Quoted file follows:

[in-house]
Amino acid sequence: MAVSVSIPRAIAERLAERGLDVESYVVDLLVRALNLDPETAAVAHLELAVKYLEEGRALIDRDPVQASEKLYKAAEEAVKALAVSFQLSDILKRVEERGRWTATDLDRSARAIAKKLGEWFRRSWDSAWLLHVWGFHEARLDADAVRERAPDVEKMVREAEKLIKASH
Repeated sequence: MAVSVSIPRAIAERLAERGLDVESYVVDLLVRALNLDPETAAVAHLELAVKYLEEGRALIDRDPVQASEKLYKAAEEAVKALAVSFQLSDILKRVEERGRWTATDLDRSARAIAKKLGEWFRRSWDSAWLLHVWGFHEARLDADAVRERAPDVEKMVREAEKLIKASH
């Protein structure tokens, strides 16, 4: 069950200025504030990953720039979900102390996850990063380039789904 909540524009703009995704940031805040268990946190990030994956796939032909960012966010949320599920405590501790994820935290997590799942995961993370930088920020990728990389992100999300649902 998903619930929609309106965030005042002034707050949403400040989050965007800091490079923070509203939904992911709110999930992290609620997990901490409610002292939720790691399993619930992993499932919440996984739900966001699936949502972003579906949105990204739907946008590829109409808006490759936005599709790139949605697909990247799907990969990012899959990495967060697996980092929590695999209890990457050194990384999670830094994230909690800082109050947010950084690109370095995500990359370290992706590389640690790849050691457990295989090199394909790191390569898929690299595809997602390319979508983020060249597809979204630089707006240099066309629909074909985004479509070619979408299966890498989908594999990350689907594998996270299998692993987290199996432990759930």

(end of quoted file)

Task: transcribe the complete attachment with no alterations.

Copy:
[in-house]
Amino acid sequence: MAVSVSIPRAIAERLAERGLDVESYVVDLLVRALNLDPETAAVAHLELAVKYLEEGRALIDRDPVQASEKLYKAAEEAVKALAVSFQLSDILKRVEERGRWTATDLDRSARAIAKKLGEWFRRSWDSAWLLHVWGFHEARLDADAVRERAPDVEKMVREAEKLIKASH
Repeated sequence: MAVSVSIPRAIAERLAERGLDVESYVVDLLVRALNLDPETAAVAHLELAVKYLEEGRALIDRDPVQASEKLYKAAEEAVKALAVSFQLSDILKRVEERGRWTATDLDRSARAIAKKLGEWFRRSWDSAWLLHVWGFHEARLDADAVRERAPDVEKMVREAEKLIKASH
């Protein structure tokens, strides 16, 4: 069950200025504030990953720039979900102390996850990063380039789904 909540524009703009995704940031805040268990946190990030994956796939032909960012966010949320599920405590501790994820935290997590799942995961993370930088920020990728990389992100999300649902 998903619930929609309106965030005042002034707050949403400040989050965007800091490079923070509203939904992911709110999930992290609620997990901490409610002292939720790691399993619930992993499932919440996984739900966001699936949502972003579906949105990204739907946008590829109409808006490759936005599709790139949605697909990247799907990969990012899959990495967060697996980092929590695999209890990457050194990384999670830094994230909690800082109050947010950084690109370095995500990359370290992706590389640690790849050691457990295989090199394909790191390569898929690299595809997602390319979508983020060249597809979204630089707006240099066309629909074909985004479509070619979408299966890498989908594999990350689907594998996270299998692993987290199996432990759930």